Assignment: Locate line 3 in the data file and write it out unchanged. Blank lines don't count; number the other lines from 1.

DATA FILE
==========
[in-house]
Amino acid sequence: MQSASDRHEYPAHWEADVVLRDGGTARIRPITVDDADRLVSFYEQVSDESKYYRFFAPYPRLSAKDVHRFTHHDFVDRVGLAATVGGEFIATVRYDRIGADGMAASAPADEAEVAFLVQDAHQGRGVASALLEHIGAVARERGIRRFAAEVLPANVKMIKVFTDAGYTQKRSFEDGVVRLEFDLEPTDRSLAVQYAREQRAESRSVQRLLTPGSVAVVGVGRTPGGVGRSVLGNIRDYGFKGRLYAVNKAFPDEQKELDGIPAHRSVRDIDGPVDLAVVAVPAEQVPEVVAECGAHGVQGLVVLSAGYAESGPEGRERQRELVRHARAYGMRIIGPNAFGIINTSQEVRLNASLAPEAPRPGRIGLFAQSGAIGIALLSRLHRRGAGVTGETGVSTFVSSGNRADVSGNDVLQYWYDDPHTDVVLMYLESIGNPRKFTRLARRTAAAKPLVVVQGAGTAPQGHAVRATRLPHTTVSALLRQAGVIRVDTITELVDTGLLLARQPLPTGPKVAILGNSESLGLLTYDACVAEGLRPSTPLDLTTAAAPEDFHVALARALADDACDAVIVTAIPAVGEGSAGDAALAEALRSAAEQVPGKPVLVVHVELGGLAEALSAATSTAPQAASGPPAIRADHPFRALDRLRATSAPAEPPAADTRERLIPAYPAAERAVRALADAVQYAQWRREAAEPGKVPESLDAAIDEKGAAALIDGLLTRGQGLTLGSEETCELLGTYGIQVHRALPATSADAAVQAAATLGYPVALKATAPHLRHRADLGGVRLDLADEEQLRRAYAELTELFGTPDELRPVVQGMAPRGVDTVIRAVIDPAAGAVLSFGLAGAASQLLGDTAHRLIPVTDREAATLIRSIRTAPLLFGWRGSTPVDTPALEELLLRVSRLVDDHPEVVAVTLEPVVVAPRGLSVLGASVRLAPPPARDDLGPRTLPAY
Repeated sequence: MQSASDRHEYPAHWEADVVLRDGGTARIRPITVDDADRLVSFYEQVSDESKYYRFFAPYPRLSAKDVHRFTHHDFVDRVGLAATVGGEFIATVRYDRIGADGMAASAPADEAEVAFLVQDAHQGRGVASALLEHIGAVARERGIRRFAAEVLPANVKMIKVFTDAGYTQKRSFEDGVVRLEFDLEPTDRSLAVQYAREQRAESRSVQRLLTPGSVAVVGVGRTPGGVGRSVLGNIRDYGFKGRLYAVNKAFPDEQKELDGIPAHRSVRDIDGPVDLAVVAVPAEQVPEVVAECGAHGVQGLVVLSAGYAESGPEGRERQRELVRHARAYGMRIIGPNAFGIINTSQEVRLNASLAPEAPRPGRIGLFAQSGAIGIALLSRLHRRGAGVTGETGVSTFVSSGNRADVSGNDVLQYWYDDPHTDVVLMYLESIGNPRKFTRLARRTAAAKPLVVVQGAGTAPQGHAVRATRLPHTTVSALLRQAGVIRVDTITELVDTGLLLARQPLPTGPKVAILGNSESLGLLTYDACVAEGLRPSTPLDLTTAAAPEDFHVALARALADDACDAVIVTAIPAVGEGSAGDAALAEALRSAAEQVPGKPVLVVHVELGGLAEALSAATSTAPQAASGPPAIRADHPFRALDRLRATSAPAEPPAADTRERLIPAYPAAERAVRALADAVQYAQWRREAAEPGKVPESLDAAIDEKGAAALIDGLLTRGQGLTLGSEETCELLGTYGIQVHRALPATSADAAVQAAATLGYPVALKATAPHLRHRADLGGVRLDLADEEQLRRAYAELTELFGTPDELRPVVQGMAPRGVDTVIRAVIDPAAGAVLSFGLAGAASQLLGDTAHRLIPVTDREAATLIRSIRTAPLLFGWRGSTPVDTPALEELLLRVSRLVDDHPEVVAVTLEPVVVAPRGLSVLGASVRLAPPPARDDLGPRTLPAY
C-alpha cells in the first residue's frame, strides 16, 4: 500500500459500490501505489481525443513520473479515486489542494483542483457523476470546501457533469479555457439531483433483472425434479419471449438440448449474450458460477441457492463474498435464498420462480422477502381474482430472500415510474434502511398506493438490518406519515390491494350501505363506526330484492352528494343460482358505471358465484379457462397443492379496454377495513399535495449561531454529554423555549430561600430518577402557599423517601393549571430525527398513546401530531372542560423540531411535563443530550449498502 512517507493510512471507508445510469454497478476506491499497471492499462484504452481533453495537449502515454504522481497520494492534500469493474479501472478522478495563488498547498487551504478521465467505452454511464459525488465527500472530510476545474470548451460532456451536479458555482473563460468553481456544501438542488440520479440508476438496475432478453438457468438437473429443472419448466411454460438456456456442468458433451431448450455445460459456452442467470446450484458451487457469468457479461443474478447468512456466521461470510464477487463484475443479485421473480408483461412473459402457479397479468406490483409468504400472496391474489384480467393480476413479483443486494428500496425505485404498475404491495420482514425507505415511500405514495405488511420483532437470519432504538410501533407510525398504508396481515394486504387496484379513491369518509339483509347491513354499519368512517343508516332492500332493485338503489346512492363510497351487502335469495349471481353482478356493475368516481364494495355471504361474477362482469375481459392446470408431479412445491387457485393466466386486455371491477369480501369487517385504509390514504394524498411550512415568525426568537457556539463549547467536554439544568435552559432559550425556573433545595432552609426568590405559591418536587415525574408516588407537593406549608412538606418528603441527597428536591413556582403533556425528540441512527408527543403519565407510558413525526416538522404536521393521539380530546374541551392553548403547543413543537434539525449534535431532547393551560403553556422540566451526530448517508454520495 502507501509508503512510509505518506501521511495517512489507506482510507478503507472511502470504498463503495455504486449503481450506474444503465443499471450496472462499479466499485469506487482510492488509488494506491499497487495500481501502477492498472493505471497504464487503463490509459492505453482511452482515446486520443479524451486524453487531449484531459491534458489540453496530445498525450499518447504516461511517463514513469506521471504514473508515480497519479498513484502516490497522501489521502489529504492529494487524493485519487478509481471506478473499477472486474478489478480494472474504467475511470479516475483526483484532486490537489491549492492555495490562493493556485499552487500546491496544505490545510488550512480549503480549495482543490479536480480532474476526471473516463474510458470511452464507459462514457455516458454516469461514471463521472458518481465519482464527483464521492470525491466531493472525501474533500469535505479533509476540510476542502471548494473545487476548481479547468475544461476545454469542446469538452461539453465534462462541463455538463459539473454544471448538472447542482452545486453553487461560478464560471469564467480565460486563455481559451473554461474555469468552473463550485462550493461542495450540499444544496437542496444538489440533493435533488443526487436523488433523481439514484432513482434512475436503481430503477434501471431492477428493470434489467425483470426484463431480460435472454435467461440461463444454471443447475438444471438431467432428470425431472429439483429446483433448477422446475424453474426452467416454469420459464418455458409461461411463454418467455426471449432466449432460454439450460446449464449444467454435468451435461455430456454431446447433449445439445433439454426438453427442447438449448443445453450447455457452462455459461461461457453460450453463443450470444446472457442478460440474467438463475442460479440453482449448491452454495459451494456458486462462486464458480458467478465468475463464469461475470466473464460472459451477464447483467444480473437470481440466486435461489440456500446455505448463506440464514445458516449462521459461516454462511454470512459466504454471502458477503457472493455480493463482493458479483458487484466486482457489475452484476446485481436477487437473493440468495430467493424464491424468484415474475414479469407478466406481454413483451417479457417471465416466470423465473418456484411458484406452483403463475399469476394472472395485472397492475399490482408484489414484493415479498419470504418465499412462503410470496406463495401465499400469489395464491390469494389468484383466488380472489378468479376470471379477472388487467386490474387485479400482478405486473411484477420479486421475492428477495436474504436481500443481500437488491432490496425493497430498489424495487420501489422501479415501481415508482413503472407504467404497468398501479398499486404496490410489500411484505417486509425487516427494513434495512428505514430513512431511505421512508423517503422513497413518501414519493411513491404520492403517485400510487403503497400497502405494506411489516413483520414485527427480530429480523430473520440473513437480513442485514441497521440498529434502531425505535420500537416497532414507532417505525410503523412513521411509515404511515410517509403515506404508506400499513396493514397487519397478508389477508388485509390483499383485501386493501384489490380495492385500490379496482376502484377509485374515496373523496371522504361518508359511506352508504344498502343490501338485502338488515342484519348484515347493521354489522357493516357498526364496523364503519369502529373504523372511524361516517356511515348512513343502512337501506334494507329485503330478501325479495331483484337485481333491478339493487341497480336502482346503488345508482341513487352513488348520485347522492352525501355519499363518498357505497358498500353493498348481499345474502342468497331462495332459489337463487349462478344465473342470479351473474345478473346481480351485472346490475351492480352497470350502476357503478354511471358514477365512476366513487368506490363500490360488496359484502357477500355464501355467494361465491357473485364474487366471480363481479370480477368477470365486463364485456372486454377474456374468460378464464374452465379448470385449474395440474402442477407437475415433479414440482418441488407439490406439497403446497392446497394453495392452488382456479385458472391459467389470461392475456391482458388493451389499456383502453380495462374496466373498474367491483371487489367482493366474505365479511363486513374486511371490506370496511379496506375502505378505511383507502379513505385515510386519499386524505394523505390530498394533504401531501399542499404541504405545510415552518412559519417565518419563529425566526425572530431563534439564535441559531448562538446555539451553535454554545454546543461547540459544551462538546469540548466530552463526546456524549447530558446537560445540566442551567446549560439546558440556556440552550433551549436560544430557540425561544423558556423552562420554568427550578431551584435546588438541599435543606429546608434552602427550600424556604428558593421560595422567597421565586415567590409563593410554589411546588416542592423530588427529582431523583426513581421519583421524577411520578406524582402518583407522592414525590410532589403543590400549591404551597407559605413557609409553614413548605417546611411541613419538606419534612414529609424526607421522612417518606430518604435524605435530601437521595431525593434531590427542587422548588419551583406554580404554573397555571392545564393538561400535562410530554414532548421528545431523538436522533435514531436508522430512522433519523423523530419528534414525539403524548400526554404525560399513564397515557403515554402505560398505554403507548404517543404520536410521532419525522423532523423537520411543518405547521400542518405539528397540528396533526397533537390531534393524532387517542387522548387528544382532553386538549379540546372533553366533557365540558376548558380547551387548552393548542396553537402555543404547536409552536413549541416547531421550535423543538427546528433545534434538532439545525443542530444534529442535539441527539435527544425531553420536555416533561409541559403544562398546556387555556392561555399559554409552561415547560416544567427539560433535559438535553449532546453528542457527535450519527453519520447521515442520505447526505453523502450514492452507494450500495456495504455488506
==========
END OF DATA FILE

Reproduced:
Repeated sequence: MQSASDRHEYPAHWEADVVLRDGGTARIRPITVDDADRLVSFYEQVSDESKYYRFFAPYPRLSAKDVHRFTHHDFVDRVGLAATVGGEFIATVRYDRIGADGMAASAPADEAEVAFLVQDAHQGRGVASALLEHIGAVARERGIRRFAAEVLPANVKMIKVFTDAGYTQKRSFEDGVVRLEFDLEPTDRSLAVQYAREQRAESRSVQRLLTPGSVAVVGVGRTPGGVGRSVLGNIRDYGFKGRLYAVNKAFPDEQKELDGIPAHRSVRDIDGPVDLAVVAVPAEQVPEVVAECGAHGVQGLVVLSAGYAESGPEGRERQRELVRHARAYGMRIIGPNAFGIINTSQEVRLNASLAPEAPRPGRIGLFAQSGAIGIALLSRLHRRGAGVTGETGVSTFVSSGNRADVSGNDVLQYWYDDPHTDVVLMYLESIGNPRKFTRLARRTAAAKPLVVVQGAGTAPQGHAVRATRLPHTTVSALLRQAGVIRVDTITELVDTGLLLARQPLPTGPKVAILGNSESLGLLTYDACVAEGLRPSTPLDLTTAAAPEDFHVALARALADDACDAVIVTAIPAVGEGSAGDAALAEALRSAAEQVPGKPVLVVHVELGGLAEALSAATSTAPQAASGPPAIRADHPFRALDRLRATSAPAEPPAADTRERLIPAYPAAERAVRALADAVQYAQWRREAAEPGKVPESLDAAIDEKGAAALIDGLLTRGQGLTLGSEETCELLGTYGIQVHRALPATSADAAVQAAATLGYPVALKATAPHLRHRADLGGVRLDLADEEQLRRAYAELTELFGTPDELRPVVQGMAPRGVDTVIRAVIDPAAGAVLSFGLAGAASQLLGDTAHRLIPVTDREAATLIRSIRTAPLLFGWRGSTPVDTPALEELLLRVSRLVDDHPEVVAVTLEPVVVAPRGLSVLGASVRLAPPPARDDLGPRTLPAY